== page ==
Perhaps you think these notions are outdated because of technological developments. In the future, that may be the case. At present, however, it seems fitting to point to a certain war in a mountainous central Asian country that no one expected but that requires patrols on foot more often than in armored vehicle.
If the objection is raised that women compete in the Olympics, are we not right to point out that mastering one's own body and body weight are not the same as an infantryman carrying equipment, armor, and weaponry into battle (often weighing 100 pounds or more in addition to his weight)?; or those of a special forces soldier under fire carrying another wounded man to safety while exfiltrating from his objective?
Another consideration is some of the physical realities front-line units often must endure. See this article by Ryan Smith, a former infantry officer in the Iraq war. These are the conditions of modern warfare, yes, in 2003:
The invasion was a blitzkrieg. The goal was to move as fast to Baghdad as possible. The column would not stop for a lance corporal, sergeant, lieutenant, or even a company commander to go to the restroom. Sometimes we spent over 48 hours on the move without exiting the vehicles. We were forced to urinate in empty water bottles inches from our comrades.
Many Marines developed dysentery from the complete lack of sanitary conditions. When an uncontrollable urge hit a Marine, he would be forced to stand, as best he could, hold an MRE bag up to his rear, and defecate inches from his seated comrade's face.
During the invasion, we wore chemical protective suits because of the fear of chemical or biological weapon attack. These are equivalent to a ski jumpsuit and hold in the heat. We also had to wear black rubber boots over our desert boots...Due to the heat and sweat, layers of our skin would peel off our feet. However, we rarely had time to remove our suits or perform even the most basic hygiene. We quickly developed sores on our bodies.
When we did reach Baghdad, we were in shambles. We had not showered in well over a month and our chemical protective suits were covered in a mixture of filth and dried blood. We were told to strip and place our suits in pits to be burned immediately. My unit stood there in a walled-in compound in Baghdad, naked, sores dotted all over our bodies, feet peeling, watching our suits burn. Later, they lined us up naked and washed us off with pressure washers.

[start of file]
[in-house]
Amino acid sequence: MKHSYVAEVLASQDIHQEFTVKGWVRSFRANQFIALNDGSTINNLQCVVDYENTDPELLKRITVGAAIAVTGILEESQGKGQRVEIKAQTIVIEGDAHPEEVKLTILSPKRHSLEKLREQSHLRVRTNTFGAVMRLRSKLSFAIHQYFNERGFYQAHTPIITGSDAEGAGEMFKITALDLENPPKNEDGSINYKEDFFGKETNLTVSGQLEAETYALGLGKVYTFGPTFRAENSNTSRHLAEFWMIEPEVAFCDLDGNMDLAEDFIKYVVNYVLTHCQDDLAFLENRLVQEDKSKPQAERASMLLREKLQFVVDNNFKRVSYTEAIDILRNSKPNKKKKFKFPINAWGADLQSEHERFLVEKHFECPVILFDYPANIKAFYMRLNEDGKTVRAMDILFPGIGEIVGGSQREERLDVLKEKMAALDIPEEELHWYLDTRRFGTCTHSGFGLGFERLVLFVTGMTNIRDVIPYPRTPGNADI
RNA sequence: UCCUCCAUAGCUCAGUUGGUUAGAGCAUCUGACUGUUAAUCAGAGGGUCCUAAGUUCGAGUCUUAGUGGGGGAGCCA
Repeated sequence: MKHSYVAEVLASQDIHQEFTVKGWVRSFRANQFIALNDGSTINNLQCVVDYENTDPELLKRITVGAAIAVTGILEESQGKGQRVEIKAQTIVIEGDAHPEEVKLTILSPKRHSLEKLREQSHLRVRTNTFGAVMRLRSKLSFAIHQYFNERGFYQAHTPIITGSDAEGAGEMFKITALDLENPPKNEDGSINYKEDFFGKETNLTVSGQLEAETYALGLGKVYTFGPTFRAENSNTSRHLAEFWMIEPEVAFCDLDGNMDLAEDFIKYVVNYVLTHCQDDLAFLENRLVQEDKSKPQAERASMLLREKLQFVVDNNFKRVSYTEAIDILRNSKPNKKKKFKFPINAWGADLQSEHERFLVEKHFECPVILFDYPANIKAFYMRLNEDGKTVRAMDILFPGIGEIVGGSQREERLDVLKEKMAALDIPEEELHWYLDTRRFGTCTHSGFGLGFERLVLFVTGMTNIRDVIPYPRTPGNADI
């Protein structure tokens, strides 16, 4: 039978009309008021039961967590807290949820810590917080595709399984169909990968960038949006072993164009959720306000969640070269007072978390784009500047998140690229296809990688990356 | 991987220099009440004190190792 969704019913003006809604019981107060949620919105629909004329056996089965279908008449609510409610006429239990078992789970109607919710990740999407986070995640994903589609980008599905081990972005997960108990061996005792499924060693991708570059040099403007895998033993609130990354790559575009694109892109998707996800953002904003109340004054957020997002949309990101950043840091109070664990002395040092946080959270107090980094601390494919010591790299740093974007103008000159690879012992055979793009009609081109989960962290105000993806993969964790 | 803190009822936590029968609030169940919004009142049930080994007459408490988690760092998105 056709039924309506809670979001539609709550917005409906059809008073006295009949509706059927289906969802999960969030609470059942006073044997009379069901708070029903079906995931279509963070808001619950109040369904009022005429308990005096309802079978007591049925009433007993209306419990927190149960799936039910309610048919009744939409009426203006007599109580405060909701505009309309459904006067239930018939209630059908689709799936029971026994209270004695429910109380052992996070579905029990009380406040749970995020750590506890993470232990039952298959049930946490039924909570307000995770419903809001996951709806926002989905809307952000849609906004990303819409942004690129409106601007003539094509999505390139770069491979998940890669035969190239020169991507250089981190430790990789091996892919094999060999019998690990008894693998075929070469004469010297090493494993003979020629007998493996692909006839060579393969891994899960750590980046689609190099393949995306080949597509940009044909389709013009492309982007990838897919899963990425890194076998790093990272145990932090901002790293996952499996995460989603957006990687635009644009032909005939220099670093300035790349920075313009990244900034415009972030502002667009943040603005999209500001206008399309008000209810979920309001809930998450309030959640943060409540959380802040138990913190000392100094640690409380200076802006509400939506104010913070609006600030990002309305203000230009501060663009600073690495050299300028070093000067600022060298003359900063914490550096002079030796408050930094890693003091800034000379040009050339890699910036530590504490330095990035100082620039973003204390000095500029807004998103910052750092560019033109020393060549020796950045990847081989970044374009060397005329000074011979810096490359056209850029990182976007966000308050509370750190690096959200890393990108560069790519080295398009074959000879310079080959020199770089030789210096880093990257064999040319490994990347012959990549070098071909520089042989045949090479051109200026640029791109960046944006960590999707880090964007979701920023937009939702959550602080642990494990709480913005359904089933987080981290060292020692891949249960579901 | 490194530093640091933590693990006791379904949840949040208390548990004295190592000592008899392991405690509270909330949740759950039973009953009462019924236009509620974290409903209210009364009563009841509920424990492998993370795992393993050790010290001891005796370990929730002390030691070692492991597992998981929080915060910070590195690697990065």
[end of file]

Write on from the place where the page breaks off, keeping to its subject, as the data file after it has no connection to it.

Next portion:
I leave you to take from that what you will.
A final exigency is the sexual. In my experience, it is impossible to place several hundred young people of both sexes in high stress positions and send them to sea for months on end and not know, somewhere in your heart of hearts, that at least some of them are sexually active, and that this can have consequences for unit readiness, both physical and psychological, and might undermine the chain of command. These conditions can be mitigated, but not eliminated.
This list is not exhaustive, and clever Ricochetti will add their own to it.
Ultimately, I see questions like this through the following lens. At the very beginning of the Nicomachean Ethics, Aristotle reminds us that "Every act aims at some good."
If this is so, what good is being aimed at by the policy? Can you tell me with a straight face that it is improved combat effectiveness?
[H/T to Ricochet's King Prawn for breaking the news to the Member Feed]
*If you are among the members who knows enough Latin to know that the proper plural of phallus is not phalluses, gold star, good for you. But, really, don't write about it in the comments....